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200 Years of Don Giovanni in Brazil


200 Years of Don Giovanni in Brazil - The “Opera of all Operas’” Debut beyond Europe on 20 September 1821 in Rio de Janeiro and its Cultural-Political Context 



ORGANIZED BY: Don Juan Archiv Wien; Centro Cultural Brasil-Áustria; Divino Sospiro – Centro de Estudos Musicais Setecentistas de Portugal; Universitat Mozarteum Salzburg; Musica Brasilis



On 20 September 1821, Da Ponte’s and Mozart’s Don Giovanni was performed for the first time in Brazil, by the “Companhia italiana” at the Real Theatro de São João in Rio de Janeiro; in those days Rio was the capital of the Kingdom of Brazil then united with the Kingdom of Portugal. That evening, the opera was seen and heard for the very first time beyond Europe – five years before the famous first New York performance of 25 May 1826 at the Park Theatre by the Garcia Opera Troupe, with the involvement of Lorenzo da Ponte, the opera’s poet. 

On 20 September 2021, the bicentenary of the Rio performance was celebrated by Don Juan Archiv Wien together with all cooperation partners – Centro Cultural Brasil- Áustria (Vienna), Divino Sospiro Centro de Estudos Musicais Setecentistas de Portugal (Queluz/Lisbon), Universität Mozarteum (Salzburg), Musica Brasilis (Rio de Janeiro) – with a livestream concert featuring the contributions of Brazilian, Portuguese and Austrian musicians.

Currently, Don Juan Archiv & Partners are preparing an international symposium to be realized in Vienna from 29 September to 1 October 2022, with a focus on the cultural- political context of this remarkable event in 1821 as part of a historical constellation connecting Brazil via Portugal with Austria.

Fourteen years prior to the Rio Don Giovanni, on 29 November 1807, the evening before the occupation of Lisbon by Napoleon’s army, the Portuguese Court left for Brazil. On 8 March 1808, Rio de Janeiro became the new capital of the Império Português. This brought about essential changes in the social and cultural infrastructure of the city and in the political framework of the colony.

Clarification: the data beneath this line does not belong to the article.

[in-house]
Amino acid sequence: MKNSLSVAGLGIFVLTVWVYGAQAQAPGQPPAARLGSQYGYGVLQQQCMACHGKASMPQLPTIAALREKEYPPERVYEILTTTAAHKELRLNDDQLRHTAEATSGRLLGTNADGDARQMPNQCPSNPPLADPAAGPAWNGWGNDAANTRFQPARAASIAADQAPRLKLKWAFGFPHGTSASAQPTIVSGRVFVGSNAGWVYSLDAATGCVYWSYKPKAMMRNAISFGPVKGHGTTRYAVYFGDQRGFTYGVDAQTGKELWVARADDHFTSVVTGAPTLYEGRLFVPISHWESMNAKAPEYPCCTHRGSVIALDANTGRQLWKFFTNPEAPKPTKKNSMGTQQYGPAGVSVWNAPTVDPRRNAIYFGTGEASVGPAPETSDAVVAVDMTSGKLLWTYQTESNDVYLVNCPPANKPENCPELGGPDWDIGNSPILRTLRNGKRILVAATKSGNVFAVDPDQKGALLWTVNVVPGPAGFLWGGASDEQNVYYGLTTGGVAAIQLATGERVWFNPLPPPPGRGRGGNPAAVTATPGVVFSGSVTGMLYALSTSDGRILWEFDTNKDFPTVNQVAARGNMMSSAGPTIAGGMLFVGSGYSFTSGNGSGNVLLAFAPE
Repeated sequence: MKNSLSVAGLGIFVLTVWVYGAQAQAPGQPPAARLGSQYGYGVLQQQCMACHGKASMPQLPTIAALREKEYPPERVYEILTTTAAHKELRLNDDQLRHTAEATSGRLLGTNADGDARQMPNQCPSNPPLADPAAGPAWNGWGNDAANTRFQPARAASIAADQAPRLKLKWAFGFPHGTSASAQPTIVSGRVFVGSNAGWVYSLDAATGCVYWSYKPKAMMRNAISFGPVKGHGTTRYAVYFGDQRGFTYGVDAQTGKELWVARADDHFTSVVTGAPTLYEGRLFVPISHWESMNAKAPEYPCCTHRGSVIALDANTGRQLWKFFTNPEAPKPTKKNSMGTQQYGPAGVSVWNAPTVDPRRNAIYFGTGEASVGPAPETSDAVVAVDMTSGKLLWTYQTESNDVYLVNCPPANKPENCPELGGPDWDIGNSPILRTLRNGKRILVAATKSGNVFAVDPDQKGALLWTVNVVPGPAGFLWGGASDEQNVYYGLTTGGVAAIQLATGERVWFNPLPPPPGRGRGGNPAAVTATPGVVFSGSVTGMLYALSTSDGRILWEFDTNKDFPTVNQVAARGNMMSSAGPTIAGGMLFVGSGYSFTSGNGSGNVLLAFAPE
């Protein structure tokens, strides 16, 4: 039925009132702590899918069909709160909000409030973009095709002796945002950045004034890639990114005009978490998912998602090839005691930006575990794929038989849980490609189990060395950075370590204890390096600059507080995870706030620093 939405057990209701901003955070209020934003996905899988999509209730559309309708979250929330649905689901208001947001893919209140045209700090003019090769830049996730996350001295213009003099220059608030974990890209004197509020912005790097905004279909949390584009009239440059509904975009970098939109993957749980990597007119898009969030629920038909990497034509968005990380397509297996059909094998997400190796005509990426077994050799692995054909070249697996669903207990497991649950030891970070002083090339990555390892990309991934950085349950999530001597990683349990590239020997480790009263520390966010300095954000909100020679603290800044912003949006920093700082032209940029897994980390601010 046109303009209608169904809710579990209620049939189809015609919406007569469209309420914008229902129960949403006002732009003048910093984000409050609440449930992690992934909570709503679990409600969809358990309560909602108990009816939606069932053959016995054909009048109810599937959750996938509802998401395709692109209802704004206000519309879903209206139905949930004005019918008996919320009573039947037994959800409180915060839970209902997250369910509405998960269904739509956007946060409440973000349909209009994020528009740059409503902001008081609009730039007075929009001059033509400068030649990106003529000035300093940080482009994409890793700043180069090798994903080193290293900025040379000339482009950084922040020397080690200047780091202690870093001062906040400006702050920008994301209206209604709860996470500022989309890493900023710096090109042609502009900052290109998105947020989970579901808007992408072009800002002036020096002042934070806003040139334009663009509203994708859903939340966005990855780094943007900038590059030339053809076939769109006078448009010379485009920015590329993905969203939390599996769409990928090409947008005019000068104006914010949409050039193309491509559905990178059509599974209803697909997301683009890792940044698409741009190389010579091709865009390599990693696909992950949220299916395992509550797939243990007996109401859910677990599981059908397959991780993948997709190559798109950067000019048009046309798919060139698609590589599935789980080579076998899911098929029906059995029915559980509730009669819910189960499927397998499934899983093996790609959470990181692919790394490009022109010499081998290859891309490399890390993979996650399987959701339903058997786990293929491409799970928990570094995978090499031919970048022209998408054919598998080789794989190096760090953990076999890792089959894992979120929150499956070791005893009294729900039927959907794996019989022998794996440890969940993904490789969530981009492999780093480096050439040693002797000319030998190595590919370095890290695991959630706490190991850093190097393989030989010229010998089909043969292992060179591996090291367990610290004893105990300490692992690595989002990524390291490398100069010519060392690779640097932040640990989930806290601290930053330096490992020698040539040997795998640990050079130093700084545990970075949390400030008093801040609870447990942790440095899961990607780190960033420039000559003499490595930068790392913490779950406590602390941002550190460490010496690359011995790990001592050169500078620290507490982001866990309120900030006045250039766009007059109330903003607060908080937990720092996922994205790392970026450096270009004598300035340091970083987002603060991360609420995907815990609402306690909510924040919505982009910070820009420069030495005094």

The city was, for example, enriched with the construction of a new opera house, opened in 1813.

Two years later, the colony (a viceroyalty), as a result of the Vienna Congress enactment from 16 December 1815, was raised to the rank of a kingdom, thus putting it on a par with Portugal. Three months after, on 20 March 1816, at the death of Queen Maria I, the united crowns devolved upon her son the Prince Regent, thenceforth King João VI of Portugal, Brazil, and the Algarves.

At that period, the King looked for a bride for his 19-year-old eldest son and successor Dom Pedro de Alcântara, and found her in the second daughter of the Austrian Emperor Francis I, the Archduchess Leopoldina who disembarked in Rio de Janeiro on 5 November 1817. 

The nuptials were accompanied by an imperial expedition, reputed to be the 19th century’s most remarkable European one to Brazil.

When the Archduchess arrived in Rio, the Salzburg-born composer and pianist Sigismund Neukomm was residing there as a member of King João’s Court. A pupil of both the Haydn brothers (Michael in Salzburg, Joseph in Vienna), he became the music teacher of Dom Pedro and Dona Leopoldina.

On 23 April 1821, four years after the Austrian wedding, the Portuguese Court left Brazil. The King installed his son Dom Pedro Prince Regent who with his wife remained in the country. The following five months prior to the premiere of Don Giovanni were politically turbulent, with mutinies and revolts proving the political manoeuvrability of the 23-year-old new Príncipe regente. On 2 September 1822, not even one year after the premiere, the Council of State, convoked and presided over by Dona Leopoldina, enacted the secession of Brazil from Portugal. On 7 September the news reached Dom Pedro who stayed with his entourage on the Ipiranga River near São Paulo where he proclaimed Brazil’s independence with the legendary Grito de Ipiranga, “Independência ou Morte”. 

Thus, the first performance of Don Giovanni in Rio de Janeiro can be seen as an exemplary intersection of cultural, diplomatic, and political transfers between the Old and the New World, to be analysed at the conference in Vienna in September 2022. 


For further information on the Don-Juan-in RIO-Project, please see the following booklet: Sigismund Neukomm in Brazil - A Concert Commemorating the Bicentenary of the First Performance of Don Giovanni out of Europe on 20 September 1821 ( Concerts/Concerts_2021/Neukomm-in-Brasil_Concert-booklet_web.pdf)